I’m leaving the functional drive in the laptop for the moment and put the problematic drive into the external enclosure. Thus, now sda is the functional drive and sdb the problematic one:

[steffen@fdr-ext-1 ~]$ lsblk -f
NAME FSTYPE FSVER LABEL              UUID                                 FSAVAIL FSUSE% MOUNTPOINTS
│    vfat   FAT32                    2A9C-12E0                             557.5M     3% /boot/efi
│    ext4   1.0                      89798fb3-9ea0-4198-8948-208facb5cb3b  550.5M    38% /boot
     crypto 2                        f516eaa9-f086-4607-bbaa-d7fed48390a0
     btrfs        fedora_localhost-live
                                     6ed662fa-6af4-40f4-9892-afb08d37532d  184.7G    21% /home
│    vfat   FAT32                    DF4C-F6B6
│    ext4   1.0                      3a17f17a-0dcb-48e9-be7f-ce8d0845cffc    641M    27% /run/media/steffen/3a17f17a-0dcb-48e9-be7f-ce8d0845cffc
     btrfs        fedora_localhost-live

Curiously, in this configuration smartctl actually does report something useful (so maybe a connectivity issue after all?):

[steffen@fdr-ext-1 ~]$ sudo smartctl -a /dev/sdb
smartctl 7.3 2022-02-28 r5338 [x86_64-linux-6.0.12-300.fc37.x86_64] (local build)
Copyright (C) 2002-22, Bruce Allen, Christian Franke,

Model Family:     Crucial/Micron Client SSDs
Device Model:     CT500MX500SSD4
Serial Number:    1927E210D887
LU WWN Device Id: 5 00a075 1e210d887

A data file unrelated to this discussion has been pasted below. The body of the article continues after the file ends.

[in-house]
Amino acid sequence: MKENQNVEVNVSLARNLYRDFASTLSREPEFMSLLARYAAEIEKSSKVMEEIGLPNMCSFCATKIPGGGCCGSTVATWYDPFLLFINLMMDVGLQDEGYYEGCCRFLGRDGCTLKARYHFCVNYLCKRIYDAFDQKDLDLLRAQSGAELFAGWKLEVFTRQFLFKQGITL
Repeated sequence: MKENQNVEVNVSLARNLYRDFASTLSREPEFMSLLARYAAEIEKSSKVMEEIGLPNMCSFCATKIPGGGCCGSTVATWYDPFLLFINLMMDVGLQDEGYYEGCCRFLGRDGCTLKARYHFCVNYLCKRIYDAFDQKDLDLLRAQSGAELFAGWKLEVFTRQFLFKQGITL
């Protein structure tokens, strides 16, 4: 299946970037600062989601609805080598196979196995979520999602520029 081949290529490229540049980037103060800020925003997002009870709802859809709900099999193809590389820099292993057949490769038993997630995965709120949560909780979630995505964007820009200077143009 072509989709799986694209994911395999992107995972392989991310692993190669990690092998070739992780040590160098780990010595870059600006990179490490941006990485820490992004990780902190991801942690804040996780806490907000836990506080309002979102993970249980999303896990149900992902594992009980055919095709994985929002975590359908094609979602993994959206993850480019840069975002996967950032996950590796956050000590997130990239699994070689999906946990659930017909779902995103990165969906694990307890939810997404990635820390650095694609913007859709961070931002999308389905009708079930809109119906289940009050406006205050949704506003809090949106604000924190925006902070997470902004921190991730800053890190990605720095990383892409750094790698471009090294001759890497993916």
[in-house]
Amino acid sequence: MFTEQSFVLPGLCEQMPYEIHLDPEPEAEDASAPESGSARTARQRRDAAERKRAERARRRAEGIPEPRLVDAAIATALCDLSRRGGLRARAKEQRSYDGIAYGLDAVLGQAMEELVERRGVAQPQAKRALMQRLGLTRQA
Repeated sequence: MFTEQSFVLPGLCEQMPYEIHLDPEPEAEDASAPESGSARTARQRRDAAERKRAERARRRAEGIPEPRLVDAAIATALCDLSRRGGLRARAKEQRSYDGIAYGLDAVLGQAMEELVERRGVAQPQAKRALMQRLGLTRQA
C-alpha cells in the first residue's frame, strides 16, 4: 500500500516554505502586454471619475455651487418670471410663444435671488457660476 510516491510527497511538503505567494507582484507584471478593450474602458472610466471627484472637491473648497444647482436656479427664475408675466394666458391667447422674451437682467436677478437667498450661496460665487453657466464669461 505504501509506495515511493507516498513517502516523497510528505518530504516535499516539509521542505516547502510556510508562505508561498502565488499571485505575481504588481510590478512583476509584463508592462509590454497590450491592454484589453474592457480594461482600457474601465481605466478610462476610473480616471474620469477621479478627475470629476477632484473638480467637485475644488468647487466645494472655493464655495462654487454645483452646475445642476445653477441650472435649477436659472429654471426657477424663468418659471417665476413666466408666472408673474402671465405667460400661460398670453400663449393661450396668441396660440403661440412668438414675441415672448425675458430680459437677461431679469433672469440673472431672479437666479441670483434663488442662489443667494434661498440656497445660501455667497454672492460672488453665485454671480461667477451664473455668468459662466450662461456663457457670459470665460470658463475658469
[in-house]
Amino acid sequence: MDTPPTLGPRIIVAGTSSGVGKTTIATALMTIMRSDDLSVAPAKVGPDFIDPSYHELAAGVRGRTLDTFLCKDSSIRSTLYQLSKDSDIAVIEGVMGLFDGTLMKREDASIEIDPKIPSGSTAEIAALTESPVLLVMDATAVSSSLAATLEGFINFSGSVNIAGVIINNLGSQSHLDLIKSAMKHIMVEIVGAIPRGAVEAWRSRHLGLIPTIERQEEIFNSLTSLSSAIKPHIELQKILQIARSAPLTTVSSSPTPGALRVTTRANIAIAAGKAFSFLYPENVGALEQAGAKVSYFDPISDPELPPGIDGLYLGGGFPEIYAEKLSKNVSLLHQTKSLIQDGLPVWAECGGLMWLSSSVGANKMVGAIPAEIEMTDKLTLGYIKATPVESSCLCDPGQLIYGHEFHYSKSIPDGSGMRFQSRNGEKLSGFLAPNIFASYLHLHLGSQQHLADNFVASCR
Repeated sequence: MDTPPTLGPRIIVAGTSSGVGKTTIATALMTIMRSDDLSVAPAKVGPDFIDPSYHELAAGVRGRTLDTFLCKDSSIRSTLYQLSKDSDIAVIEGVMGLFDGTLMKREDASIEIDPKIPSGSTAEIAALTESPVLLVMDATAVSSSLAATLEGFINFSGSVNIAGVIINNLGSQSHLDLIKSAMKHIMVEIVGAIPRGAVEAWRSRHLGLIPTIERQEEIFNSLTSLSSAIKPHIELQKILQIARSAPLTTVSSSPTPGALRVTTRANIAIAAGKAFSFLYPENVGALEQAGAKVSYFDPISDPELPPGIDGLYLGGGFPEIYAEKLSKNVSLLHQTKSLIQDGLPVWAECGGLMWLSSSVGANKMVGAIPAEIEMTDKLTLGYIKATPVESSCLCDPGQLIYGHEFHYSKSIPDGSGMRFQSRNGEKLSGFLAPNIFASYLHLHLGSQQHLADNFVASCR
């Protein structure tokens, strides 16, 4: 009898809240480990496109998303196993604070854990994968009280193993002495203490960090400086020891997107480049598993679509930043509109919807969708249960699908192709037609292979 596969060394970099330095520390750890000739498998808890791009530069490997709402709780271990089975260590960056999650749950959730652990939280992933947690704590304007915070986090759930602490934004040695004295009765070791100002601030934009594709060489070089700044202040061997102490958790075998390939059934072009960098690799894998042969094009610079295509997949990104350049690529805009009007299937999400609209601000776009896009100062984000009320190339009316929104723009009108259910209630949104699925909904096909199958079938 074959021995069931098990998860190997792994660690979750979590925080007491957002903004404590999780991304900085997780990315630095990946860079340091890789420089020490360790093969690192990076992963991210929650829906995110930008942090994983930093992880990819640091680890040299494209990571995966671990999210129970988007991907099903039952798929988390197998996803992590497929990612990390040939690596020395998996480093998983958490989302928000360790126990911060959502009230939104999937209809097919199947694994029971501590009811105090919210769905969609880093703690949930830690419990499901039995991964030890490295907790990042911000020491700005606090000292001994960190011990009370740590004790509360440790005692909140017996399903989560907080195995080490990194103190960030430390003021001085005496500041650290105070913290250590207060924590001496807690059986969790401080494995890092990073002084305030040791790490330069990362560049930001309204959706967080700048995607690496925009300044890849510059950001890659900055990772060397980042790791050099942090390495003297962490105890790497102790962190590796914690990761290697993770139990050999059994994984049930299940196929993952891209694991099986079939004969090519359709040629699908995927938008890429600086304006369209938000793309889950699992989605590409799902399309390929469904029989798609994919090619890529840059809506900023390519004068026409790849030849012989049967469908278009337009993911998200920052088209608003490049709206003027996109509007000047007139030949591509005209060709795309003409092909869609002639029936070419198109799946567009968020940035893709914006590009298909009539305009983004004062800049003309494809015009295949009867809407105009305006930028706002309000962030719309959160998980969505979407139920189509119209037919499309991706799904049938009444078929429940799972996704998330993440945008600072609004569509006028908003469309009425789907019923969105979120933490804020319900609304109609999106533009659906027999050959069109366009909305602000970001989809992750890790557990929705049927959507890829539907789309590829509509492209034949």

Firmware Version: M3CR023
User Capacity:    500,107,862,016 bytes [500 GB]
Sector Sizes:     512 bytes logical, 4096 bytes physical
Rotation Rate:    Solid State Device
Form Factor:      M.2
TRIM Command:     Available
Device is:        In smartctl database 7.3/5319
ATA Version is:   ACS-3 T13/2161-D revision 5
SATA Version is:  SATA 3.3, 6.0 Gb/s (current: 6.0 Gb/s)
Local Time is:    Mon Dec 19 19:07:33 2022 CET
SMART support is: Available - device has SMART capability.
SMART support is: Enabled

SMART overall-health self-assessment test result: PASSED

General SMART Values:
Offline data collection status:  (0x82)	Offline data collection activity
					was completed without error.
					Auto Offline Data Collection: Enabled.
Self-test execution status:      (   0)	The previous self-test routine completed
					without error or no self-test has ever
					been run.
Total time to complete Offline
data collection: 		(    0) seconds.
Offline data collection
capabilities: 			 (0x7b) SMART execute Offline immediate.
					Auto Offline data collection on/off support.